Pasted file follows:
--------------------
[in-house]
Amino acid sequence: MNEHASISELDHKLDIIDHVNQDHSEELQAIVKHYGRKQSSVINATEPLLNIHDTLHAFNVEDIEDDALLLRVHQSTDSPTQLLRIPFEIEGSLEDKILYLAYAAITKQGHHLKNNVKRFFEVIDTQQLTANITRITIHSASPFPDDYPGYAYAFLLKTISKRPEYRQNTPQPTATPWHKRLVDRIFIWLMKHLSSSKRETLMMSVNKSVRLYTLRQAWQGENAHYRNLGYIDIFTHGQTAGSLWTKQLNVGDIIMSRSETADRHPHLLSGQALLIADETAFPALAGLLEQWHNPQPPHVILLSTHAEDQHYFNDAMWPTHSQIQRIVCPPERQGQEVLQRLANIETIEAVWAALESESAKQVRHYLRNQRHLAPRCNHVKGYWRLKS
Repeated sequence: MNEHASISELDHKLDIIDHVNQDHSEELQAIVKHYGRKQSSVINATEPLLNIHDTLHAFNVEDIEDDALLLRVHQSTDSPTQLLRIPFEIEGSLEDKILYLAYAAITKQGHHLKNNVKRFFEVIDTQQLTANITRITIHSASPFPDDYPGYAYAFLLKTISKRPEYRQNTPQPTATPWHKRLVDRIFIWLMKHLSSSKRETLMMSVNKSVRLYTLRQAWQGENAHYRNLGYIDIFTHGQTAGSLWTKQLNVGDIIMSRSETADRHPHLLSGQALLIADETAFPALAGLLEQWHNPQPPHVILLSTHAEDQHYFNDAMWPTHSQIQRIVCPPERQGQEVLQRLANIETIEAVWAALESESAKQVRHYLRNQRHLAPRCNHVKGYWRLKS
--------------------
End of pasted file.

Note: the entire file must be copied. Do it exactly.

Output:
[in-house]
Amino acid sequence: MNEHASISELDHKLDIIDHVNQDHSEELQAIVKHYGRKQSSVINATEPLLNIHDTLHAFNVEDIEDDALLLRVHQSTDSPTQLLRIPFEIEGSLEDKILYLAYAAITKQGHHLKNNVKRFFEVIDTQQLTANITRITIHSASPFPDDYPGYAYAFLLKTISKRPEYRQNTPQPTATPWHKRLVDRIFIWLMKHLSSSKRETLMMSVNKSVRLYTLRQAWQGENAHYRNLGYIDIFTHGQTAGSLWTKQLNVGDIIMSRSETADRHPHLLSGQALLIADETAFPALAGLLEQWHNPQPPHVILLSTHAEDQHYFNDAMWPTHSQIQRIVCPPERQGQEVLQRLANIETIEAVWAALESESAKQVRHYLRNQRHLAPRCNHVKGYWRLKS
Repeated sequence: MNEHASISELDHKLDIIDHVNQDHSEELQAIVKHYGRKQSSVINATEPLLNIHDTLHAFNVEDIEDDALLLRVHQSTDSPTQLLRIPFEIEGSLEDKILYLAYAAITKQGHHLKNNVKRFFEVIDTQQLTANITRITIHSASPFPDDYPGYAYAFLLKTISKRPEYRQNTPQPTATPWHKRLVDRIFIWLMKHLSSSKRETLMMSVNKSVRLYTLRQAWQGENAHYRNLGYIDIFTHGQTAGSLWTKQLNVGDIIMSRSETADRHPHLLSGQALLIADETAFPALAGLLEQWHNPQPPHVILLSTHAEDQHYFNDAMWPTHSQIQRIVCPPERQGQEVLQRLANIETIEAVWAALESESAKQVRHYLRNQRHLAPRCNHVKGYWRLKS